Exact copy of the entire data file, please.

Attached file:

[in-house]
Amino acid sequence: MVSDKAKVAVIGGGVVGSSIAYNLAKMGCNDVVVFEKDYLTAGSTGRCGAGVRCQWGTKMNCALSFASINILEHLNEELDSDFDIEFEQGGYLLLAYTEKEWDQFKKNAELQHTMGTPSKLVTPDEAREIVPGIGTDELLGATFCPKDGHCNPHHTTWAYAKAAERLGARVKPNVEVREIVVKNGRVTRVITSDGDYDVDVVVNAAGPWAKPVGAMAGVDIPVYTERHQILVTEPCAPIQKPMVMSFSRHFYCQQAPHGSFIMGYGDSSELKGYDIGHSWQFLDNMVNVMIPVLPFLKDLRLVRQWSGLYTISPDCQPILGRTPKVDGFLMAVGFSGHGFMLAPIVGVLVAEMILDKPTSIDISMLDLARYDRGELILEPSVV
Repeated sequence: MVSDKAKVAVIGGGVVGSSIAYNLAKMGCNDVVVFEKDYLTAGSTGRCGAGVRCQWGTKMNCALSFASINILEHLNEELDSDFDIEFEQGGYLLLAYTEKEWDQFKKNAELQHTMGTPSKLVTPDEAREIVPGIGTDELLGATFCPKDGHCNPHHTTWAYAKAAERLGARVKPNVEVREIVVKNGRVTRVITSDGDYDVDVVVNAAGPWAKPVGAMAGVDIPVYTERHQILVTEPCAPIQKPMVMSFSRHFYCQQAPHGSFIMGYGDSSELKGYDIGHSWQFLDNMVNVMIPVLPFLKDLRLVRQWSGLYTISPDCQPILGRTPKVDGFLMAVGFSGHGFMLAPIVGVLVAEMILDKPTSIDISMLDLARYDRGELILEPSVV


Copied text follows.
[in-house]
Amino acid sequence: MVSDKAKVAVIGGGVVGSSIAYNLAKMGCNDVVVFEKDYLTAGSTGRCGAGVRCQWGTKMNCALSFASINILEHLNEELDSDFDIEFEQGGYLLLAYTEKEWDQFKKNAELQHTMGTPSKLVTPDEAREIVPGIGTDELLGATFCPKDGHCNPHHTTWAYAKAAERLGARVKPNVEVREIVVKNGRVTRVITSDGDYDVDVVVNAAGPWAKPVGAMAGVDIPVYTERHQILVTEPCAPIQKPMVMSFSRHFYCQQAPHGSFIMGYGDSSELKGYDIGHSWQFLDNMVNVMIPVLPFLKDLRLVRQWSGLYTISPDCQPILGRTPKVDGFLMAVGFSGHGFMLAPIVGVLVAEMILDKPTSIDISMLDLARYDRGELILEPSVV
Repeated sequence: MVSDKAKVAVIGGGVVGSSIAYNLAKMGCNDVVVFEKDYLTAGSTGRCGAGVRCQWGTKMNCALSFASINILEHLNEELDSDFDIEFEQGGYLLLAYTEKEWDQFKKNAELQHTMGTPSKLVTPDEAREIVPGIGTDELLGATFCPKDGHCNPHHTTWAYAKAAERLGARVKPNVEVREIVVKNGRVTRVITSDGDYDVDVVVNAAGPWAKPVGAMAGVDIPVYTERHQILVTEPCAPIQKPMVMSFSRHFYCQQAPHGSFIMGYGDSSELKGYDIGHSWQFLDNMVNVMIPVLPFLKDLRLVRQWSGLYTISPDCQPILGRTPKVDGFLMAVGFSGHGFMLAPIVGVLVAEMILDKPTSIDISMLDLARYDRGELILEPSVV